The Camborne Pullover is knit in Rowan's Hemp Tweed yarn, a beautiful blend of wool and hemp in a versatile worsted weight . . . But let's be honest here, "yarn" is probably not the first thing that comes to mind when you hear the word "hemp."
But perhaps it should be . . .
Hemp has been grown for fiber for at least 12,000 years. Naturally resistant to mold and ultraviolet light, sailing ships used hemp rope for their riggings, and hemp fiber was used to make sail canvas. In fact the word "canvas" is derived from the word "cannabis." (Both hemp fiber and marijuana are products of cannabis plants, but different species of cannabis.)
|"Garden Hemp" in a book published in the year 512|
What did our founding fathers think of hemp? George Washington grew hemp as a cash crop in 1765. Benjamin Franklin owned a mill that produced hemp paper, and in 1776 Thomas Jefferson drafted the Declaration of Independence on hemp paper.
But in the 19th century Americans discovered Manila hemp. Although it was new to us, in the Philippines they had been using fiber from the banana plant to make rope, paper and fabric for centuries (our modern manila envelopes and manila paper are made from Manila hemp). Manila hemp is not related to the hemp plant, but Americans called it Manila hemp because the fiber's qualities were so like the hemp we were familiar with. Hemp production in the US went down in favor of less expensive imported Manila hemp.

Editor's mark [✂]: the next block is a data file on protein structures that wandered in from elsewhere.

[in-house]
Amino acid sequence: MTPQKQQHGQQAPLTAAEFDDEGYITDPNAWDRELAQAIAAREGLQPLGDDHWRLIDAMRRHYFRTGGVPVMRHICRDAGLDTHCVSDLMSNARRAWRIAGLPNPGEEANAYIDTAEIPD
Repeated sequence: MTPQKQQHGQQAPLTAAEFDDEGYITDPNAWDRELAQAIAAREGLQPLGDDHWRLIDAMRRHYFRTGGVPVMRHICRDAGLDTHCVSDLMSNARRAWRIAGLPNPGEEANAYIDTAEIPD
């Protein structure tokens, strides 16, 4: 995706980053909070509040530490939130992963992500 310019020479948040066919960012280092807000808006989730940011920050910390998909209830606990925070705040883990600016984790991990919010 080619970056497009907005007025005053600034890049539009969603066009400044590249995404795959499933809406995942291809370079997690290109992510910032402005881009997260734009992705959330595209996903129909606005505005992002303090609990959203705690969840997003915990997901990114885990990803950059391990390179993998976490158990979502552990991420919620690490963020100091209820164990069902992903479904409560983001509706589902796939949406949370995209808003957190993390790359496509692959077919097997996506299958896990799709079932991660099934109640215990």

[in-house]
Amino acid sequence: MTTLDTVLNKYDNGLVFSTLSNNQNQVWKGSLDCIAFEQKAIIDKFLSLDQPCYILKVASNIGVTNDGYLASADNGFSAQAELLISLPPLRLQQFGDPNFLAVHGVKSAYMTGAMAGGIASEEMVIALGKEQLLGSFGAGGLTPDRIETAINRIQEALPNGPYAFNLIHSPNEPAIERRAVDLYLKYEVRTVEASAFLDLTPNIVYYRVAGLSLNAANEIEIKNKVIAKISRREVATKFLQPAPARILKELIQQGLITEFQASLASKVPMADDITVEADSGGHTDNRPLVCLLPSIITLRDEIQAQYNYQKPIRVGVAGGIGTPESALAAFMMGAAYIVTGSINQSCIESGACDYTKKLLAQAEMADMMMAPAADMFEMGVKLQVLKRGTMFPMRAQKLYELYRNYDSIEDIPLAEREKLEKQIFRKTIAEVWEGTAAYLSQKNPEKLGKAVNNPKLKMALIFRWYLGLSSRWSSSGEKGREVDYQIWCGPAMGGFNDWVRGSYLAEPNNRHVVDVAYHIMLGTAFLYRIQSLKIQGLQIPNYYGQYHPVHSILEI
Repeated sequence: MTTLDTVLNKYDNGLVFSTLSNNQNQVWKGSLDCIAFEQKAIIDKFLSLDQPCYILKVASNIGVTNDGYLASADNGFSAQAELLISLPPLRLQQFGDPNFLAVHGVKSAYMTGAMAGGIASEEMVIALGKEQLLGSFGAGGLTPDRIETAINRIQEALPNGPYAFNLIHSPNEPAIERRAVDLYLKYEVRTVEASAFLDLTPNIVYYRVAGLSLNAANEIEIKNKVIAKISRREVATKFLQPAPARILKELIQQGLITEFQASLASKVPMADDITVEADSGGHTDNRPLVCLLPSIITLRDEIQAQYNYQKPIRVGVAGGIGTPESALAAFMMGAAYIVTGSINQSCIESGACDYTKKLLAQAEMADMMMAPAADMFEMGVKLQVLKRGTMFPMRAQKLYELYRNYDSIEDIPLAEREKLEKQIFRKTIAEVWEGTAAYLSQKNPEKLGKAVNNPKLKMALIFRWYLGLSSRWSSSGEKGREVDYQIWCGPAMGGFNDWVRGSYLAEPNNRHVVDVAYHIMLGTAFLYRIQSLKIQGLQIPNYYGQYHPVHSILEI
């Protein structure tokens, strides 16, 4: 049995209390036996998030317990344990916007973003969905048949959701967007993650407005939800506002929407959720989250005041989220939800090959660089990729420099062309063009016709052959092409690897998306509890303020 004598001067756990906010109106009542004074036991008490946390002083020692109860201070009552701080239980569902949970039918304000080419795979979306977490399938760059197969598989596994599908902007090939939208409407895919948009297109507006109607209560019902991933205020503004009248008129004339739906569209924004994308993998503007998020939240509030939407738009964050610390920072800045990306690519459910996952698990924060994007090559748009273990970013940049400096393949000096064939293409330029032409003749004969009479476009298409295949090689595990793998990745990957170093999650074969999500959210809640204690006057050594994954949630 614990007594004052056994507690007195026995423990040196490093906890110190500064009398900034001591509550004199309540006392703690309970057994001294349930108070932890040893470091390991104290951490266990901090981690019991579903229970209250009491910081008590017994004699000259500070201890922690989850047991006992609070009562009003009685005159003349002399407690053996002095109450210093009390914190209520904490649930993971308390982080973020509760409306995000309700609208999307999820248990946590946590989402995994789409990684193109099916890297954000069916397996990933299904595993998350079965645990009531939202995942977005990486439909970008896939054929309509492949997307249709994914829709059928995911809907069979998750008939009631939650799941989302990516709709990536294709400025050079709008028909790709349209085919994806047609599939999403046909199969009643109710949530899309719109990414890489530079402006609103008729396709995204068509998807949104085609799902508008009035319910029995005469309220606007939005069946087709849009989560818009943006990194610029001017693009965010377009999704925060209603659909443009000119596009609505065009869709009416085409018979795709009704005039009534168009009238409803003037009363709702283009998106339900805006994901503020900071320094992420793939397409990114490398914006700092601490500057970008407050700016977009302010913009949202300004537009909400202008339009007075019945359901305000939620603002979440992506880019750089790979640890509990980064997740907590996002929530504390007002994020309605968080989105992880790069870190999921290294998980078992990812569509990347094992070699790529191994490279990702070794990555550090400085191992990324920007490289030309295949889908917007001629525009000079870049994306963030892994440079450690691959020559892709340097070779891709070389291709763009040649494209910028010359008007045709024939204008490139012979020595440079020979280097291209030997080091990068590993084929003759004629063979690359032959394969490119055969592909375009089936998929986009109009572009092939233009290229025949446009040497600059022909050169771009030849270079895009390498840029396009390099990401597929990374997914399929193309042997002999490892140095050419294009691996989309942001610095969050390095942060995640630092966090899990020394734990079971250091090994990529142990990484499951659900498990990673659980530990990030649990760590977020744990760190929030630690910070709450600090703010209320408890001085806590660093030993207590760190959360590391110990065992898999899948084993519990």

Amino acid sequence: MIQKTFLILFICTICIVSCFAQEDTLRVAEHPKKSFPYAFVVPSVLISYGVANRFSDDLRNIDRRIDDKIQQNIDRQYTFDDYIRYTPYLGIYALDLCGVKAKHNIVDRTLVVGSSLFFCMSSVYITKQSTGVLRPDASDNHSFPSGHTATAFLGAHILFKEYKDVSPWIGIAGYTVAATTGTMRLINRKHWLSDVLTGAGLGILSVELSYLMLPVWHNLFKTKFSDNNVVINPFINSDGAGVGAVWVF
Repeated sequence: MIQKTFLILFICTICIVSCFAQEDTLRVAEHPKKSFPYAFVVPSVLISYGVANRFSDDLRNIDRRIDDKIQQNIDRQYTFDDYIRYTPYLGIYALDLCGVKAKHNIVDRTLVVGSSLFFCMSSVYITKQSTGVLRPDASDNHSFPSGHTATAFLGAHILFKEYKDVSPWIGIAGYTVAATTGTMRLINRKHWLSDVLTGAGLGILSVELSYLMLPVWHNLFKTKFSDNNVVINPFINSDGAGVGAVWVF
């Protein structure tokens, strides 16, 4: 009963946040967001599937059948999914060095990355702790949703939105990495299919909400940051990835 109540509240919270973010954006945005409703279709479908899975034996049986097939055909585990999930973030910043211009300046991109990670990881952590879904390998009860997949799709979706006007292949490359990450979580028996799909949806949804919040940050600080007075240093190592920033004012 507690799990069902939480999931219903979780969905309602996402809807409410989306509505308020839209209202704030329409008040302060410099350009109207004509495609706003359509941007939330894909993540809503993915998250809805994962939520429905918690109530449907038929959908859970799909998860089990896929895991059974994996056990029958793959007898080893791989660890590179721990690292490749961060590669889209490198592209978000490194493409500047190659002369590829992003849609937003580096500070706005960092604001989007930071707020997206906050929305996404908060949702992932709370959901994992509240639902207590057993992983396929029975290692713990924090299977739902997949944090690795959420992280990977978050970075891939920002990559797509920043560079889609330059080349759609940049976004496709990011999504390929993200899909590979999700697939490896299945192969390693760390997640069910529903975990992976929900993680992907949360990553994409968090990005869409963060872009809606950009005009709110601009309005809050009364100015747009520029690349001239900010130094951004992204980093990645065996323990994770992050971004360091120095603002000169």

|Hemp stem showing fibers around a central core.|
But you should knit a Camborne Pullover! The pattern is free with the purchase of Rowan Hemp Tweed yarn - and we've got the yarn on sale at 20% off!
Happy Knitting . . . . Scout